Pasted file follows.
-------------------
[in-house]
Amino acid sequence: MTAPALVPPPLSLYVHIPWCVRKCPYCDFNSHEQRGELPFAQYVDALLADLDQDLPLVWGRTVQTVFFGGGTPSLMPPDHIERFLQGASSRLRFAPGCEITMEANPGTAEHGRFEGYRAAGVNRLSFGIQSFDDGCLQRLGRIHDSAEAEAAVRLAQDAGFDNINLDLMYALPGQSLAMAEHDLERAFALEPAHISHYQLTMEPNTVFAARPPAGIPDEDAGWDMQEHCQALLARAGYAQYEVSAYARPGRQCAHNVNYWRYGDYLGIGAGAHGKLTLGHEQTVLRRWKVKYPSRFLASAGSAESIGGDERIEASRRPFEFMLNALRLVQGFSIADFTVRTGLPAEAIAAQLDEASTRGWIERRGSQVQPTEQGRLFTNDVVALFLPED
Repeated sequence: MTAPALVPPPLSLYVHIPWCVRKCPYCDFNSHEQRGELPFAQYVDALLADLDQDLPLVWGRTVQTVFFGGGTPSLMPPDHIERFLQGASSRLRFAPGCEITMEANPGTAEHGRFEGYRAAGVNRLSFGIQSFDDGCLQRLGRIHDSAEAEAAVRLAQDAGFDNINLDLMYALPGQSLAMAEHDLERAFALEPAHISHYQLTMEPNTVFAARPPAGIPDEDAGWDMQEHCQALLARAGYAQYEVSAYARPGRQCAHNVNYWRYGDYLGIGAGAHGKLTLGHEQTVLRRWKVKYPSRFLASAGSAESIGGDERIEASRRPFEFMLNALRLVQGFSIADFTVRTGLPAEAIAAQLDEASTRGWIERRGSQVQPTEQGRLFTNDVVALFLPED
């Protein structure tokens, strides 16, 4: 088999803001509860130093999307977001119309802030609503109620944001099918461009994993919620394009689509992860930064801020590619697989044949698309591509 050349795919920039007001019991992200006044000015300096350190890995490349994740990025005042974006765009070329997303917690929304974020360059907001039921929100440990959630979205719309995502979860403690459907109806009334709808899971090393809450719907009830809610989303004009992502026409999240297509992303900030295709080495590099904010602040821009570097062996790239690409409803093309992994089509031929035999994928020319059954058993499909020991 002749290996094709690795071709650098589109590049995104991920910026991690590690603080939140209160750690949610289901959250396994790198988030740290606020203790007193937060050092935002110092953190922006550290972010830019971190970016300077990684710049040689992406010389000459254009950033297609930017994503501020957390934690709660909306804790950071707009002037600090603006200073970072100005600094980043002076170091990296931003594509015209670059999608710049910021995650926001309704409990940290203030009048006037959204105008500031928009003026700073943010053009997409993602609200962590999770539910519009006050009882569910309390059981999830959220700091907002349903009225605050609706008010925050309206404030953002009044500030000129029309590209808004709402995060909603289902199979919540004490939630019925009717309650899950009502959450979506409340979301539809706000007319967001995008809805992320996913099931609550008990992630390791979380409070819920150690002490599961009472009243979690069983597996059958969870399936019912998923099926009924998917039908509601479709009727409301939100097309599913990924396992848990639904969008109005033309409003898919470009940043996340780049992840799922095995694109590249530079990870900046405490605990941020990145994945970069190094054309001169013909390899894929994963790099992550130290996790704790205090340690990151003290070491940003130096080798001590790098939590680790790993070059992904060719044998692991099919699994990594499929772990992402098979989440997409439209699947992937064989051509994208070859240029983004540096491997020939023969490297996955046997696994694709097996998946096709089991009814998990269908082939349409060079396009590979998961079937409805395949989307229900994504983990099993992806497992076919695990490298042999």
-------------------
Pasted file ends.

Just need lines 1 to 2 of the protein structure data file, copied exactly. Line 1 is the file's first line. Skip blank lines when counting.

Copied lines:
[in-house]
Amino acid sequence: MTAPALVPPPLSLYVHIPWCVRKCPYCDFNSHEQRGELPFAQYVDALLADLDQDLPLVWGRTVQTVFFGGGTPSLMPPDHIERFLQGASSRLRFAPGCEITMEANPGTAEHGRFEGYRAAGVNRLSFGIQSFDDGCLQRLGRIHDSAEAEAAVRLAQDAGFDNINLDLMYALPGQSLAMAEHDLERAFALEPAHISHYQLTMEPNTVFAARPPAGIPDEDAGWDMQEHCQALLARAGYAQYEVSAYARPGRQCAHNVNYWRYGDYLGIGAGAHGKLTLGHEQTVLRRWKVKYPSRFLASAGSAESIGGDERIEASRRPFEFMLNALRLVQGFSIADFTVRTGLPAEAIAAQLDEASTRGWIERRGSQVQPTEQGRLFTNDVVALFLPED